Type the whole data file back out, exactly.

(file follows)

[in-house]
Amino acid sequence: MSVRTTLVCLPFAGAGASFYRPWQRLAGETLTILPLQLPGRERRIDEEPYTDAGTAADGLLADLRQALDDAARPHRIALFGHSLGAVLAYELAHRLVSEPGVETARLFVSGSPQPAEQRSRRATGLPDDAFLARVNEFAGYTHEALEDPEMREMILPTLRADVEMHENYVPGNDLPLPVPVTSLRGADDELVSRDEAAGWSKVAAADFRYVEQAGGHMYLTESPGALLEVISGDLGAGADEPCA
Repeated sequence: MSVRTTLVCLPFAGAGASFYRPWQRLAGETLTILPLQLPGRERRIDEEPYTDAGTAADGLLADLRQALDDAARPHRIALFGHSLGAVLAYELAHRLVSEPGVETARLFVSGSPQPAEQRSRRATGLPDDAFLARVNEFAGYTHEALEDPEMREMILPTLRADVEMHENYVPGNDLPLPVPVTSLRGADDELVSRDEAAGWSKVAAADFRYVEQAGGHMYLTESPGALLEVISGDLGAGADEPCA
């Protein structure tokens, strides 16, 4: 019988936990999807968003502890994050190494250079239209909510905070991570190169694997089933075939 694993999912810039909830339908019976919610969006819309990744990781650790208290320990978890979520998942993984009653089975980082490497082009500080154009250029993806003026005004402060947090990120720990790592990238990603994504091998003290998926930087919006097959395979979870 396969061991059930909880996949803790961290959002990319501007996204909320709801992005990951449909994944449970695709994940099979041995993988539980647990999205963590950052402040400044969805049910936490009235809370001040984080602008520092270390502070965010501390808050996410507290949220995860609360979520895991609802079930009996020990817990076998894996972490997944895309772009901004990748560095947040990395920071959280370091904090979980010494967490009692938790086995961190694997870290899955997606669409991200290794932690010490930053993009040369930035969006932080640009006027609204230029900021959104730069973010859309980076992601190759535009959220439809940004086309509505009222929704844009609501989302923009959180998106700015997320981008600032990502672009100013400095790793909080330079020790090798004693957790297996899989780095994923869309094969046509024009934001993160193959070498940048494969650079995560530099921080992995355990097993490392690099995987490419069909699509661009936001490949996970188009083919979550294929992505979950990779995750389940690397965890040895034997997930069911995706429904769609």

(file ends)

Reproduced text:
[in-house]
Amino acid sequence: MSVRTTLVCLPFAGAGASFYRPWQRLAGETLTILPLQLPGRERRIDEEPYTDAGTAADGLLADLRQALDDAARPHRIALFGHSLGAVLAYELAHRLVSEPGVETARLFVSGSPQPAEQRSRRATGLPDDAFLARVNEFAGYTHEALEDPEMREMILPTLRADVEMHENYVPGNDLPLPVPVTSLRGADDELVSRDEAAGWSKVAAADFRYVEQAGGHMYLTESPGALLEVISGDLGAGADEPCA
Repeated sequence: MSVRTTLVCLPFAGAGASFYRPWQRLAGETLTILPLQLPGRERRIDEEPYTDAGTAADGLLADLRQALDDAARPHRIALFGHSLGAVLAYELAHRLVSEPGVETARLFVSGSPQPAEQRSRRATGLPDDAFLARVNEFAGYTHEALEDPEMREMILPTLRADVEMHENYVPGNDLPLPVPVTSLRGADDELVSRDEAAGWSKVAAADFRYVEQAGGHMYLTESPGALLEVISGDLGAGADEPCA
């Protein structure tokens, strides 16, 4: 019988936990999807968003502890994050190494250079239209909510905070991570190169694997089933075939 694993999912810039909830339908019976919610969006819309990744990781650790208290320990978890979520998942993984009653089975980082490497082009500080154009250029993806003026005004402060947090990120720990790592990238990603994504091998003290998926930087919006097959395979979870 396969061991059930909880996949803790961290959002990319501007996204909320709801992005990951449909994944449970695709994940099979041995993988539980647990999205963590950052402040400044969805049910936490009235809370001040984080602008520092270390502070965010501390808050996410507290949220995860609360979520895991609802079930009996020990817990076998894996972490997944895309772009901004990748560095947040990395920071959280370091904090979980010494967490009692938790086995961190694997870290899955997606669409991200290794932690010490930053993009040369930035969006932080640009006027609204230029900021959104730069973010859309980076992601190759535009959220439809940004086309509505009222929704844009609501989302923009959180998106700015997320981008600032990502672009100013400095790793909080330079020790090798004693957790297996899989780095994923869309094969046509024009934001993160193959070498940048494969650079995560530099921080992995355990097993490392690099995987490419069909699509661009936001490949996970188009083919979550294929992505979950990779995750389940690397965890040895034997997930069911995706429904769609």